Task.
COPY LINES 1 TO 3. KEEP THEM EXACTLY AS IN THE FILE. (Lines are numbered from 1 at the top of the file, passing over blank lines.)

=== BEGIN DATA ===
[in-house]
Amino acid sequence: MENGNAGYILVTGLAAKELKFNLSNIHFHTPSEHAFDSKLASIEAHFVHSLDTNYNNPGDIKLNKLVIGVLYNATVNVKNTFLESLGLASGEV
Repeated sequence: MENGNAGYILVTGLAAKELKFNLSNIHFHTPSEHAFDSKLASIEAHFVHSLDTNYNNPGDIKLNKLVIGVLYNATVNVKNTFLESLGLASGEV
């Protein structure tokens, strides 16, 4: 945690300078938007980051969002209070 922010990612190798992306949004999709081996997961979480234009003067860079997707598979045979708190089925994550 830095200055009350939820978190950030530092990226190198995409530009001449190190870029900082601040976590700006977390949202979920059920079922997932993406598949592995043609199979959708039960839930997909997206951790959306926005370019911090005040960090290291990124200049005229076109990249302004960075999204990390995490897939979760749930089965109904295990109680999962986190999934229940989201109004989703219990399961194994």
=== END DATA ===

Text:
[in-house]
Amino acid sequence: MENGNAGYILVTGLAAKELKFNLSNIHFHTPSEHAFDSKLASIEAHFVHSLDTNYNNPGDIKLNKLVIGVLYNATVNVKNTFLESLGLASGEV
Repeated sequence: MENGNAGYILVTGLAAKELKFNLSNIHFHTPSEHAFDSKLASIEAHFVHSLDTNYNNPGDIKLNKLVIGVLYNATVNVKNTFLESLGLASGEV